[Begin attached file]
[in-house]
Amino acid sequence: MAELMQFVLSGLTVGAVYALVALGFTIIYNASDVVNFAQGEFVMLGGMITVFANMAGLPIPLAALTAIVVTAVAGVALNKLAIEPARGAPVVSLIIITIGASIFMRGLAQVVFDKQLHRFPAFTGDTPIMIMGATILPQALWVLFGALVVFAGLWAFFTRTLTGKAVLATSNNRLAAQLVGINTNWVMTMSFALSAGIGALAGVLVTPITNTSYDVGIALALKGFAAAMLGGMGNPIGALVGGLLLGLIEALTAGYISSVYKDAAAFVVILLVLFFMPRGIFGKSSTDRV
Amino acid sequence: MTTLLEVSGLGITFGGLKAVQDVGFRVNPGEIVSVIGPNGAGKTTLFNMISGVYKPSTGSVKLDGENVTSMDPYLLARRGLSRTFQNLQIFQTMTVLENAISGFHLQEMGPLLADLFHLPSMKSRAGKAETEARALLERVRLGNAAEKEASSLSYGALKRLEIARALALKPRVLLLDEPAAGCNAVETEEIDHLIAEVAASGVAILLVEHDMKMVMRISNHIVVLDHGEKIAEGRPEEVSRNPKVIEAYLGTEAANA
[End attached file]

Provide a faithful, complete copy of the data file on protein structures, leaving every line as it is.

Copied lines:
[in-house]
Amino acid sequence: MAELMQFVLSGLTVGAVYALVALGFTIIYNASDVVNFAQGEFVMLGGMITVFANMAGLPIPLAALTAIVVTAVAGVALNKLAIEPARGAPVVSLIIITIGASIFMRGLAQVVFDKQLHRFPAFTGDTPIMIMGATILPQALWVLFGALVVFAGLWAFFTRTLTGKAVLATSNNRLAAQLVGINTNWVMTMSFALSAGIGALAGVLVTPITNTSYDVGIALALKGFAAAMLGGMGNPIGALVGGLLLGLIEALTAGYISSVYKDAAAFVVILLVLFFMPRGIFGKSSTDRV
Amino acid sequence: MTTLLEVSGLGITFGGLKAVQDVGFRVNPGEIVSVIGPNGAGKTTLFNMISGVYKPSTGSVKLDGENVTSMDPYLLARRGLSRTFQNLQIFQTMTVLENAISGFHLQEMGPLLADLFHLPSMKSRAGKAETEARALLERVRLGNAAEKEASSLSYGALKRLEIARALALKPRVLLLDEPAAGCNAVETEEIDHLIAEVAASGVAILLVEHDMKMVMRISNHIVVLDHGEKIAEGRPEEVSRNPKVIEAYLGTEAANA